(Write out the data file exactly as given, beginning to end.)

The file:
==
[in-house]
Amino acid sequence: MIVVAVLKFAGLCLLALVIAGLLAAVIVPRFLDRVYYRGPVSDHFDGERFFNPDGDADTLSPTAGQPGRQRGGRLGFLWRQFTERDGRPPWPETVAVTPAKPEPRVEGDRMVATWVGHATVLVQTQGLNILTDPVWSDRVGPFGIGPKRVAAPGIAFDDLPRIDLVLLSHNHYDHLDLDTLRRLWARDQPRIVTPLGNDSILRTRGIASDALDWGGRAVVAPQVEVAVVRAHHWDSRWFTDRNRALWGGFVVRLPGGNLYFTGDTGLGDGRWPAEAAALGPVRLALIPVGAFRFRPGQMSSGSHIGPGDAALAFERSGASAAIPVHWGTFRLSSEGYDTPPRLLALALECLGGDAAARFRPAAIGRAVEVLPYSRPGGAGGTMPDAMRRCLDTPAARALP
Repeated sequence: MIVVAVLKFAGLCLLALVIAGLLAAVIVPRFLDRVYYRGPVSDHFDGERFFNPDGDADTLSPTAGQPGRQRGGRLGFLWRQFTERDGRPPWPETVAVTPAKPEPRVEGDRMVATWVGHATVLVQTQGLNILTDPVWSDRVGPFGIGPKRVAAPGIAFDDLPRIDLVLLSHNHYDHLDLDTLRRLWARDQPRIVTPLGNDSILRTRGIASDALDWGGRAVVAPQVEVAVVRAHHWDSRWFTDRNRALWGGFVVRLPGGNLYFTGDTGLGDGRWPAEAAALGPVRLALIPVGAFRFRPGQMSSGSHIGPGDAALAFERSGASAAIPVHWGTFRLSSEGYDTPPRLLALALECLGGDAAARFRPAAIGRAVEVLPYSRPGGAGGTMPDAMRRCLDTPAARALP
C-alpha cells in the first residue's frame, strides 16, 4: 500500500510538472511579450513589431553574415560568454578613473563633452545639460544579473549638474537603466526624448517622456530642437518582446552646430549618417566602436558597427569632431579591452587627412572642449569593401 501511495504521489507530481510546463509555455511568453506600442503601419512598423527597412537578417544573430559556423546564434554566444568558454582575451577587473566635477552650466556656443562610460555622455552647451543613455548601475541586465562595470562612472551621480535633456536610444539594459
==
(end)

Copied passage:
[in-house]
Amino acid sequence: MIVVAVLKFAGLCLLALVIAGLLAAVIVPRFLDRVYYRGPVSDHFDGERFFNPDGDADTLSPTAGQPGRQRGGRLGFLWRQFTERDGRPPWPETVAVTPAKPEPRVEGDRMVATWVGHATVLVQTQGLNILTDPVWSDRVGPFGIGPKRVAAPGIAFDDLPRIDLVLLSHNHYDHLDLDTLRRLWARDQPRIVTPLGNDSILRTRGIASDALDWGGRAVVAPQVEVAVVRAHHWDSRWFTDRNRALWGGFVVRLPGGNLYFTGDTGLGDGRWPAEAAALGPVRLALIPVGAFRFRPGQMSSGSHIGPGDAALAFERSGASAAIPVHWGTFRLSSEGYDTPPRLLALALECLGGDAAARFRPAAIGRAVEVLPYSRPGGAGGTMPDAMRRCLDTPAARALP
Repeated sequence: MIVVAVLKFAGLCLLALVIAGLLAAVIVPRFLDRVYYRGPVSDHFDGERFFNPDGDADTLSPTAGQPGRQRGGRLGFLWRQFTERDGRPPWPETVAVTPAKPEPRVEGDRMVATWVGHATVLVQTQGLNILTDPVWSDRVGPFGIGPKRVAAPGIAFDDLPRIDLVLLSHNHYDHLDLDTLRRLWARDQPRIVTPLGNDSILRTRGIASDALDWGGRAVVAPQVEVAVVRAHHWDSRWFTDRNRALWGGFVVRLPGGNLYFTGDTGLGDGRWPAEAAALGPVRLALIPVGAFRFRPGQMSSGSHIGPGDAALAFERSGASAAIPVHWGTFRLSSEGYDTPPRLLALALECLGGDAAARFRPAAIGRAVEVLPYSRPGGAGGTMPDAMRRCLDTPAARALP
C-alpha cells in the first residue's frame, strides 16, 4: 500500500510538472511579450513589431553574415560568454578613473563633452545639460544579473549638474537603466526624448517622456530642437518582446552646430549618417566602436558597427569632431579591452587627412572642449569593401 501511495504521489507530481510546463509555455511568453506600442503601419512598423527597412537578417544573430559556423546564434554566444568558454582575451577587473566635477552650466556656443562610460555622455552647451543613455548601475541586465562595470562612472551621480535633456536610444539594459